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Commodity investments have long been the domain of the floor broker or the large-scale investment brokerage company, that make purchases on behalf of others. However, with online Contracts for Difference (CDF’s) opening up the market to private traders, it is an area of potential profit that we can now all access. Of course, before you sink your life savings into commodities you need to have a good grasp of the market and how the system works. Something you can find out more about by reading the post below.

What are commodities?


Gold and other precious metals are one type of commodity. Image here

Commodities different from other types of investment because they are actual raw materials such as fuel and petrol, natural gas and precious metal like bronze and gold. These are known as hard commodities because they are mined. Farming commodities, on the other hand, such as corn, beef, or sugar are known as soft commodities because they are harvested agriculturally.

How are they traded?

Commodities are traded in specific markets such as Euronext, ICE, and the Chicago Mercantile Exchange. The market is regulated in the US by the Commodity Futures Trading Commission, something you can find out more about at usagov.ctacdev.com, the official US government site.  

Usually, but not always they are traded as futures. This means that a trade is agreed for a future point in time, and the price and options that have been offered must be honored. The idea being that the buyer picks raw materials that are likely to increase in value, meaning they can make a profit from trading these on at a later date.

How can you invest?

As previously mentioned, investing in commodities used to be limited to one of two ways. The first is that a broker that specializes specifically in this market would trade them on the floor of the exchange to make a profit for the financial company they were employed by. The second way is that large financial companies could make investments on behalf of others, something that has traditionally been prohibitively expensive for the average person, and so has remained the domain of big business.

However, now that many Contracts for Difference brokers have set up online, it has opened up the market and all its benefits to a wider range of investors.

Of course, picking the right CFD has a lot to do with the success of an investment in this sector, and you can check out posts like this Commodity.com review to help you make your decision. This is particularly important at the moment, as one particular CFD broker has got into some trouble lately for unethical trading practices. Something you definitely don’t want your money to get caught up in.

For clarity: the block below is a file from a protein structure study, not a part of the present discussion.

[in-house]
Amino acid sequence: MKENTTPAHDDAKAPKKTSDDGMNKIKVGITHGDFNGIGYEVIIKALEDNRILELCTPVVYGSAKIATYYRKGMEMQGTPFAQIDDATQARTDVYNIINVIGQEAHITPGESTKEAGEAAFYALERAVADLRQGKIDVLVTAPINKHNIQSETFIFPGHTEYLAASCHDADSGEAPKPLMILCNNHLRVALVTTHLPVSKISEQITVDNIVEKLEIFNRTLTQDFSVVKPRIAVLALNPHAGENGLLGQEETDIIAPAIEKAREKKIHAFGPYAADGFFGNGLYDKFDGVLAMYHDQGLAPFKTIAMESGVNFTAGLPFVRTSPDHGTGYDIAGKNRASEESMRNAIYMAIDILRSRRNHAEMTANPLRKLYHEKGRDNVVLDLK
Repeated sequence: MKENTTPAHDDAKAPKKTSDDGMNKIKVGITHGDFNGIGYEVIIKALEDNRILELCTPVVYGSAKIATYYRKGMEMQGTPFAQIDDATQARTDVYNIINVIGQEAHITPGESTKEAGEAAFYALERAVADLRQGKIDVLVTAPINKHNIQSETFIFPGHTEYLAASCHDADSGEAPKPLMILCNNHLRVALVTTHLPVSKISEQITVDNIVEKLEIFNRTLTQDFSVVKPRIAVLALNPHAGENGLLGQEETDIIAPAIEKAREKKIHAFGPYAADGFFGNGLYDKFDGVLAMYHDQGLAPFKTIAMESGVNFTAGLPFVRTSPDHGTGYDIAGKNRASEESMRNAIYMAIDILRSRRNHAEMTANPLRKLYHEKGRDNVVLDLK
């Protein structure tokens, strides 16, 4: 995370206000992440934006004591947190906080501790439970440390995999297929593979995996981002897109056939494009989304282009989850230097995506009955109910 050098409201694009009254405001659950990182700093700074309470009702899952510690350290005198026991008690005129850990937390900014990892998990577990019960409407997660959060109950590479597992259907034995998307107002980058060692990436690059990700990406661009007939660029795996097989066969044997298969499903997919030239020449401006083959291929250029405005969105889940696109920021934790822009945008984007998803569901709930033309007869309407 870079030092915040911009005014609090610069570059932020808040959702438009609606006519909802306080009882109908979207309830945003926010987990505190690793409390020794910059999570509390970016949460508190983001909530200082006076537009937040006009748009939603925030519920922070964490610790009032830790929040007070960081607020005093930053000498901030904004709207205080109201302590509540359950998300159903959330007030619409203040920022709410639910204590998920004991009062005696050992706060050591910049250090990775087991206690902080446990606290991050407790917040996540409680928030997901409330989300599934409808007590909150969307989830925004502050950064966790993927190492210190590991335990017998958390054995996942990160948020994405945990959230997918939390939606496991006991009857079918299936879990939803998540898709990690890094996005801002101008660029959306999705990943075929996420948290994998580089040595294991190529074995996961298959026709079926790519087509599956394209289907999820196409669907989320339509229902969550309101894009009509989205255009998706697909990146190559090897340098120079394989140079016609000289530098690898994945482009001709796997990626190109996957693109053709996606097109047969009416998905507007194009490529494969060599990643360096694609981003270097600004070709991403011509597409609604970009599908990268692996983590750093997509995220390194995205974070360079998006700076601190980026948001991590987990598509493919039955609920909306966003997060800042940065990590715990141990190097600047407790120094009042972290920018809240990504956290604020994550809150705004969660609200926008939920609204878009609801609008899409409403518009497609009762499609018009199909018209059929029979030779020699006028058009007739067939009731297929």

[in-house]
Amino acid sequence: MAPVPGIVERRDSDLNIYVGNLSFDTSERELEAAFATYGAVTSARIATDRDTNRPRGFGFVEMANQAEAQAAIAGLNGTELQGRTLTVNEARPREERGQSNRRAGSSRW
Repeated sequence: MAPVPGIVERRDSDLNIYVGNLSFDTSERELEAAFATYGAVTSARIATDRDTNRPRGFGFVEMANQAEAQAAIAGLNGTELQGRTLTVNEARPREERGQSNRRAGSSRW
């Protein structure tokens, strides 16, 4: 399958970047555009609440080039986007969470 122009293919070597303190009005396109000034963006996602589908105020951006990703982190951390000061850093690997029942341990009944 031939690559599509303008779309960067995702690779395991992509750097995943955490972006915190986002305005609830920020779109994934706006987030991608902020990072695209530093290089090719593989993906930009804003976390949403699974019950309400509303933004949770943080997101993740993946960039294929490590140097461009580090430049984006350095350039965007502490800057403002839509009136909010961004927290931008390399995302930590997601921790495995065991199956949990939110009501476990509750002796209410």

What are the risks?

Last of all, before you decide to invest in commodities, you have to make yourself aware of the risks. In fact Commodities are often seen as a fairly high-risk investment opportunity, because it is a fast moving futures orientated market. That means you do have to balance the potential for large gains with the possibility of large losses if you wish to go ahead and invest in this area.

The Swiss referendum that would have required the Swiss National Bank (SNB) hold 20% of its reserves in gold has been rejected by the majority of voters.

Early projections from Swiss broadcaster SRF show 78% of voters rejecting the change.

Two separate proposals that would have curbed immigration and closed a tax loophole for foreigners were also easily defeated, according to projections.

Under Swiss law, any petition signed by 100,000 voters must go to a national vote. Past referendums have covered topics as varied as gun control, a public smoking ban, allowing shareholders to limit executives’ salaries, and assigning state legal aid to animals that might have suffered abuse.Swiss gold referendum

Gold bugs were optimistic about the vote in early November but in the past two weeks hopes began to dim. On Friday, gold fell $24 to 1167, the lowest since November 14.

The plan’s proponents wanted one fifth of the SNB’s reserves to be in gold, which would have involved buying about 1,500 metric tons in the coming 60 months.

Switzerland’s wealthy residents drawn to the tax haven also looked set to offer their thanks to ordinary voters.

A bid to scrap the “Pauschalsteuer” – a controversial law allowing Swiss residents who work outside to the country to pay tax on their spending, not their income – also looked set to fail just over an hour after polls closed.

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